Home > Circle of the Moon (Soulwood #4)(14)

Circle of the Moon (Soulwood #4)(14)
Author: Faith Hunter

Together we moved into the brush, every officer except T. Laine with service weapon drawn, tactical flashlight glaring, and wearing a vest. Over a shoulder, I carried a gobag with my pink blanket, tablet, and the psy-meter 2.0. T. Laine was armed with bright yellow number two pencils that R&D at PsyLED central in Virginia had imbued with a null force working to stop magic and magical attack. The null sticks were impossible for a human to activate, and painful for a witch to handle, making it nearly impossible for T. Laine, our moon witch, to carry a gun too, so she wore night-vision gear, both low-light and infrared oculars, and took a track beside me and a little ahead so my flash didn’t interfere with her headgear.

The null sticks were General brand pencils, with the word semi-hex on the side, surely a joke on the part of the witch who had spelled them. T. Laine carried one by the eraser and was ready to toss it at will.

As we moved through the tall grasses and brush, the only sounds were the trickle of water in the creek ahead and the swish of the summer grasses on our clothes. We’d have to do a thorough tick search when we got back to HQ. Maybe Lainie had a tick-search spell. That would be handy. Stupid thoughts to indulge in when there was something magical on the creek shore ahead.

“Halt,” T. Laine said softly into her mic. She turned to her right in small angled degrees. “Two o’clock from my location, twenty paces ahead. No live bodies in infrared, no DBs on low-light, but … something. The null sticks just flashed hot.”

“They shouldn’t flash hot unless there’s an active working,” I said. “Let me read the earth.” Which meant, let me put my fingers to the ground.

T. Laine tapped her mic and explained to the others, as she swished through the grass around me, “Ingram will be vulnerable, unable to seek cover in case of attack.”

“Copy,” several voices said.

Surprisingly, Lainie was setting a circle around the two of us, which I didn’t expect or understand. She tapped off her mic and added softly to me, “There’s mundane cover and there’s magical cover. I can handle the latter if not the former, hence the circle around both of us.”

I holstered my weapon and withdrew the pink blanket and the psy-meter from my gobag. I partially opened the blanket and sat on it, making a nest in the tall grass for my backside and legs, which I folded under me. I opened the psy-meter, which had gone to sleep, and pointed it at the direction Lainie indicated. Levels one and four redlined instantly. It wasn’t a person. It was a thing, and whatever it was, it was big. And its magic was still active.

Gingerly, I placed a left fingertip on the ground and pressed through the tightly interwoven roots to the soil. I jerked away so fast that I nearly rolled off the blanket. “It’s very active,” I whispered into the mic. “And there’s something dead there.” I pointed. “Something cold, been dead a few hours.”


“No. Too small. Maybe a pound or two?” I suggested.

“Cat?” T. Laine asked, thinking about Rick’s black-magic circle.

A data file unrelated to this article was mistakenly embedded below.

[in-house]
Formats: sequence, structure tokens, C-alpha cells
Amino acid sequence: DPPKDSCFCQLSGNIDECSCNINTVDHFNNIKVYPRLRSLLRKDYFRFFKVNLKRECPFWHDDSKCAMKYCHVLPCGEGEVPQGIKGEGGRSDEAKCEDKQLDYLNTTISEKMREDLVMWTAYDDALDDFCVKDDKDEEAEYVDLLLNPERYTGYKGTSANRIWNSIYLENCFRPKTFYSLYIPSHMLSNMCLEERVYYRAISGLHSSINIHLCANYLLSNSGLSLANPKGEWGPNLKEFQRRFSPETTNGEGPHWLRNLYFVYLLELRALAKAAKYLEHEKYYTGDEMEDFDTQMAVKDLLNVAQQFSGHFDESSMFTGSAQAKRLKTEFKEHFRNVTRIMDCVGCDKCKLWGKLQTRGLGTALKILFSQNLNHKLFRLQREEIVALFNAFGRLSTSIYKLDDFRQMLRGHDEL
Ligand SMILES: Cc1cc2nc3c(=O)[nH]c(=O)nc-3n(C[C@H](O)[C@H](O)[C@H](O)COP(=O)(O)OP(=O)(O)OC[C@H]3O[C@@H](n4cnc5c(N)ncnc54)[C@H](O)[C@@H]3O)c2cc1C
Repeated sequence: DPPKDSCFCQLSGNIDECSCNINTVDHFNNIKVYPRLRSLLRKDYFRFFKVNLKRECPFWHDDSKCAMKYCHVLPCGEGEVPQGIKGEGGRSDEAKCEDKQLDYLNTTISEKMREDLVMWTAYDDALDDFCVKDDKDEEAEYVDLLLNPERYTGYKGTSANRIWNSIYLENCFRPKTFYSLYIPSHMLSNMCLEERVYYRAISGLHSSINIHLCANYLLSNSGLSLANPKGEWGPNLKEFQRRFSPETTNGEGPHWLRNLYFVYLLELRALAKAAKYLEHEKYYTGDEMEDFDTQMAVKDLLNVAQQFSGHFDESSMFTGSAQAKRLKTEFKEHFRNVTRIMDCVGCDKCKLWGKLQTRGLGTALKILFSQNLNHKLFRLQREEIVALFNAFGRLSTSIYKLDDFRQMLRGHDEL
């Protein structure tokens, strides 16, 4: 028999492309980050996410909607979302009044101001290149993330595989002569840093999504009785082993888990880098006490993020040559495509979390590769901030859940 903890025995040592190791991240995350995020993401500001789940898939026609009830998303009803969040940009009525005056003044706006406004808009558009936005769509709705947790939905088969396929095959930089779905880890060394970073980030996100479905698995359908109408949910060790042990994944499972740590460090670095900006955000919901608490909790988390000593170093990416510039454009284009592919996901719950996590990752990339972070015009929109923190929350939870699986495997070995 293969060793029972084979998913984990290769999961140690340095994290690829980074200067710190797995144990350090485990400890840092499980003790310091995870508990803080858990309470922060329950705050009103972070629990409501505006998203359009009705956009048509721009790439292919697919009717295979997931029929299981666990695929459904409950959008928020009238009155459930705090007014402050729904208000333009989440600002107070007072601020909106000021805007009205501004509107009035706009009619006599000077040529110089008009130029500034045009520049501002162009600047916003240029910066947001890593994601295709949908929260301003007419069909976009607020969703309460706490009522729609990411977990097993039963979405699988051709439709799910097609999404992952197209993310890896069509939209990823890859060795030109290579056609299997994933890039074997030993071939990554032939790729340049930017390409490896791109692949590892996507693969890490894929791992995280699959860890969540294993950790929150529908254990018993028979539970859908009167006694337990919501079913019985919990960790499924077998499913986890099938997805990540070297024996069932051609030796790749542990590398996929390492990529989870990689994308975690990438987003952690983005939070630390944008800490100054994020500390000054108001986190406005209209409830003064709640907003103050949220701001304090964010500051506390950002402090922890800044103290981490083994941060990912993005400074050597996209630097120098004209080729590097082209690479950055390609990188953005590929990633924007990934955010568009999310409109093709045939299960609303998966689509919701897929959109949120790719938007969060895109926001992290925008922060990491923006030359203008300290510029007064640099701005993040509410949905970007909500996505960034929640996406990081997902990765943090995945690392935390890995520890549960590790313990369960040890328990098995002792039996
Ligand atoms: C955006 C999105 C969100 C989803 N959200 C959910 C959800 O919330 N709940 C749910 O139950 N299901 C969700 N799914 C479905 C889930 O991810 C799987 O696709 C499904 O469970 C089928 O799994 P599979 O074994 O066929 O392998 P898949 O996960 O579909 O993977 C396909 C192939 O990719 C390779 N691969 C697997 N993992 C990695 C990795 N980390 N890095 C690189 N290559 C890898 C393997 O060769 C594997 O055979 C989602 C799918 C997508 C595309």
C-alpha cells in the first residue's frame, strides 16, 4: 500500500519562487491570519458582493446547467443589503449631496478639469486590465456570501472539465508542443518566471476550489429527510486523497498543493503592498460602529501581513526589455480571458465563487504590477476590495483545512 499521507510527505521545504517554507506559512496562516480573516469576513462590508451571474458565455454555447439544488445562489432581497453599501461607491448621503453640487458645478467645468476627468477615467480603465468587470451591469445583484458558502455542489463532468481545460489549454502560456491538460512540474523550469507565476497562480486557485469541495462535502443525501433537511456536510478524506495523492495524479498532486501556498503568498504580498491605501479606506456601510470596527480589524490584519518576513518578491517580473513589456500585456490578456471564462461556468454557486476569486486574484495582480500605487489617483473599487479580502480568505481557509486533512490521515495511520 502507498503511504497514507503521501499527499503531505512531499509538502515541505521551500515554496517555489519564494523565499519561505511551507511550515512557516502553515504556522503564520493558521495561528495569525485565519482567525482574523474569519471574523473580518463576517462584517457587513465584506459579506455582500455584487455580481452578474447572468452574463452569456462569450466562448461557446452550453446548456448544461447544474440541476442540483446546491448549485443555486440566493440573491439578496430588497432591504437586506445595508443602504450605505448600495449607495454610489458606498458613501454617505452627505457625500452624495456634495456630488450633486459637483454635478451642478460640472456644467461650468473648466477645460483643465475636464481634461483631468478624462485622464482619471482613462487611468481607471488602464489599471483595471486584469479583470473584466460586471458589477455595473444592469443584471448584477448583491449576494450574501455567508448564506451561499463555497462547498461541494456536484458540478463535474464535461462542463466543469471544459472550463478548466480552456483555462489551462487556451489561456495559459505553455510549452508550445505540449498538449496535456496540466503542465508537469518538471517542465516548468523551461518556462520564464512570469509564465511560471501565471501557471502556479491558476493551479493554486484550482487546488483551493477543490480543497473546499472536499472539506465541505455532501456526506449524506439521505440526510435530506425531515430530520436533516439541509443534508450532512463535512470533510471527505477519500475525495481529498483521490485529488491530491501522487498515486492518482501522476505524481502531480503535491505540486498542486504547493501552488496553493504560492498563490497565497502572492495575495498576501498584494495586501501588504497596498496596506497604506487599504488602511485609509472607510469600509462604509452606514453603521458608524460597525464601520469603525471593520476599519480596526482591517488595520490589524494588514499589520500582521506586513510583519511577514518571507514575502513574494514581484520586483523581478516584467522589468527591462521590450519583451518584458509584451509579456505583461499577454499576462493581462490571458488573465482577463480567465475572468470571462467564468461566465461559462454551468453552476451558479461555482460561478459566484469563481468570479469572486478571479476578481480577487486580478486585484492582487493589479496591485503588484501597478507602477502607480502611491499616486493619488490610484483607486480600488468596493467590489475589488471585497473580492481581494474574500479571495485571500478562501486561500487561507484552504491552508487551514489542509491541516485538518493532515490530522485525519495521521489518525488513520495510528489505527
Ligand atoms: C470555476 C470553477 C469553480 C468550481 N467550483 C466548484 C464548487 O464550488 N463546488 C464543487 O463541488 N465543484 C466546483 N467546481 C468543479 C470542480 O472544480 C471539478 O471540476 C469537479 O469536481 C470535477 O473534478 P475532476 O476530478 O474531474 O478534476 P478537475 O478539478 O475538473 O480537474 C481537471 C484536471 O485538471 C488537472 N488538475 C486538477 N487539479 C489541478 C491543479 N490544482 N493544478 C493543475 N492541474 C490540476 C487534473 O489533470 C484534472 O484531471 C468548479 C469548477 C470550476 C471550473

“No. Smaller. Maybe half that size. Maybe a kitten?”

“Okay. Pack up,” she said to me. I shoved my gear in my bag, strapped it around me, and took my weapon in a one-hand grip, my tactical flash in my free hand, held out to my side. If someone had us in their sights, I wanted any targeting mark to be out to my side, not midline on me. As I stood, Lainie dropped her circle and said, into the mic, “Let’s move in.”

The cops said, “Copy that,” in unison, and we all moved forward, spreading out.

Just ahead, the grass fell away, as if cut too close so that it had died in the summer heat. A small flat area appeared on the bank of the creek. In its center was a witch circle, about twelve feet in diameter, with spokes that ran out from the center. In the center of the circle were three dead white rats.

Laine tapped off her mic and murmured to me, “Not a black cat.”

“But an active witch circle,” I said, “close by two robberies likely perpetrated by a para.” And the circle was very similar to the last one we had found, which neither of us said aloud.

Lainie tapped her mic back on. “Maintain positions. I want to check something.” She tapped it again, going to PsyLED freqs. To Tandy she said, “Dyson, call LaFleur. Get his twenty and condition. Tell him what we found.” What she meant was, find out if he was human shaped. “Report back to me.”

“Roger that,” Tandy said. “I’ve been monitoring. If he doesn’t answer, I’ll get Occam there ASAP.”

We were currently assuming the same potential scenario, that Rick might have been called by this witch working too, and could show up in black leopard form. Rick hadn’t been a werecat for long and control over his beast was sometimes precarious. The grindys assigned to Knoxville were juveniles and didn’t always show up at the right time. None of us wanted to have to shoot our boss to keep him from biting a human. We would, of course, but it would bother us.

Moments later, Tandy said into the PsyLED-only frequency, “LaFleur responded. He is en route to your twenty. ETA twelve minutes. He recommends that you pull back. Suggests that you thank KPD for their assistance and send the officers on scene back to their units.” That meant Rick was human shaped. His order was not entirely unexpected. Humans near an active working might accidently set in motion a magical working that had been initiated but placed on hold and not yet fully launched, injuring themselves or others. In a slightly different tone Tandy said, “Alerting PsyLED agents on scene: Pea is with LaFleur.”